What did the Surgeon General actually say about ice cream?

As part of an op-ed blast at federal nutrition guidelines, Jonah Goldberg cites a 1988 Surgeon General’s report “declaring ice cream to be a “comparable” public health threat to cigarettes. The science was settled.”

When I Google this subject, the only references to the Surgeon General’s report and ice cream as a supposed public health threat involve Goldberg’s op-ed.

A PDF of the 1988 report is available online, but the excerpts I’ve perused (the thing is over 700 pages long) only advise against overconsumption of fat, saturated fat and sugar.

Since this promises to become a meme along the ever-popular lines of “Science wuz wrong before!”, can anyone point me to a specific statement in the 1988 Surgeon General’s report (or in any federal agency publication) that equates ice cream with cigarette smoking as a public health threat?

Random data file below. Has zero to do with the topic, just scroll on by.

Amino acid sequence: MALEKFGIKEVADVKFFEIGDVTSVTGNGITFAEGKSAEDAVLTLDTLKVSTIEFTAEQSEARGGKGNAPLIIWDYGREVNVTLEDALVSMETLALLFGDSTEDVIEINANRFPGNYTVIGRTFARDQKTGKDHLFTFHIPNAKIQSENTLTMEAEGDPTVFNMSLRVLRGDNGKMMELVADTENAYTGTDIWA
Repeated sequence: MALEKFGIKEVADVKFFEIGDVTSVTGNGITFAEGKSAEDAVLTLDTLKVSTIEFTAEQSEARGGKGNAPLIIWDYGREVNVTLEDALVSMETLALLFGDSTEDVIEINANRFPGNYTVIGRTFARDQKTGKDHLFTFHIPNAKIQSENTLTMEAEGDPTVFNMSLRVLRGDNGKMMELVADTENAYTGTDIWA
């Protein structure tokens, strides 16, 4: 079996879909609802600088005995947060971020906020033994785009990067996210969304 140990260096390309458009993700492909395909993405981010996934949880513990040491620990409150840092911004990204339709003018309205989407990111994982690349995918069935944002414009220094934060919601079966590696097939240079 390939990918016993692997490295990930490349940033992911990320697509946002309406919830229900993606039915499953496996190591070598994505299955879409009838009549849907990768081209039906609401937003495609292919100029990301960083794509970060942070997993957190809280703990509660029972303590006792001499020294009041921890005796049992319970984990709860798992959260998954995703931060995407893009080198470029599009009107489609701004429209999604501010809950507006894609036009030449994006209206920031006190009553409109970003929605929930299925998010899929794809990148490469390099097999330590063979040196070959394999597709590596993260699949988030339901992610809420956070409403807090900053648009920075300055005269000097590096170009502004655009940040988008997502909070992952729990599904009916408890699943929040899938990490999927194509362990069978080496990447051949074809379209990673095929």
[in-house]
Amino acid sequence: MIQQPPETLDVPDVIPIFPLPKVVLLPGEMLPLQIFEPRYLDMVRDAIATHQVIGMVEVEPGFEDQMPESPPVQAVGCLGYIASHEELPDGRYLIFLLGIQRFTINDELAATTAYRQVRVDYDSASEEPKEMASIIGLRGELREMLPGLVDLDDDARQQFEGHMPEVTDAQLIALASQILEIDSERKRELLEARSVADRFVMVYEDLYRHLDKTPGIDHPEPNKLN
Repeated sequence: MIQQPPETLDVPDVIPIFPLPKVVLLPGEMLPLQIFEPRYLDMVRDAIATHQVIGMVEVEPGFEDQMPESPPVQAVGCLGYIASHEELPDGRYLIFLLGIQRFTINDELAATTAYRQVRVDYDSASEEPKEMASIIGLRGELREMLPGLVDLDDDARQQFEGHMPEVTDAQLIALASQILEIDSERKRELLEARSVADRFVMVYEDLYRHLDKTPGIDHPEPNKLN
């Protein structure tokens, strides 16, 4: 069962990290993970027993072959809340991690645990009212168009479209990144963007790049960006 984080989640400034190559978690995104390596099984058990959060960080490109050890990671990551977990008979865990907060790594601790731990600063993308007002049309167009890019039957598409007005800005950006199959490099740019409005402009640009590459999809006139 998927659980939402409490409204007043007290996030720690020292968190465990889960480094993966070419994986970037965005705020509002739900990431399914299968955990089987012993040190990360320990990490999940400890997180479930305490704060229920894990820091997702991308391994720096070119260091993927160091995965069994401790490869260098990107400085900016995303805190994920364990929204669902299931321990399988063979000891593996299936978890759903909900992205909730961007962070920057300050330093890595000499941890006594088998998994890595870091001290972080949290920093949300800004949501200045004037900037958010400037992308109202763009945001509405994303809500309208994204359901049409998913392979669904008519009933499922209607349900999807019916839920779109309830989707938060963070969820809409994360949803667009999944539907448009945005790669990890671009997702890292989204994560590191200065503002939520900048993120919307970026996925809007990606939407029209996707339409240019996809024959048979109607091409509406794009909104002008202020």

*side note: we are already seeing mis-reporting of the latest scientific review into risks of red meat and processed meat consumption, declaring that the study found processed meat-eating to be as big a cancer threat as smoking - something the study did not say.

This week’s “On The Media” had a very good presentation (podcast available here) on the general topic of media reporting of health “news” and how the media mis-represent so much in that area.

I don’t have an answer to your main question about ice cream, but this is a good overview.

As I recall (vaguely), the Surgeon General’s comment was that obesity was as serious a health threat as cigarette smoking, leading to hypertension, heart problems, diabetes, etc. And eating things like ice cream, without enough exercise, could cause this.

So the ‘comparable’ problem was obesity, not specifically ice cream.

Current medical experts would probably agree. After all, only about 20% of Americans smoke, but close to 50% are overweight.

90% of all ice cream headaches can be avoided by abstaining from eating ice cream.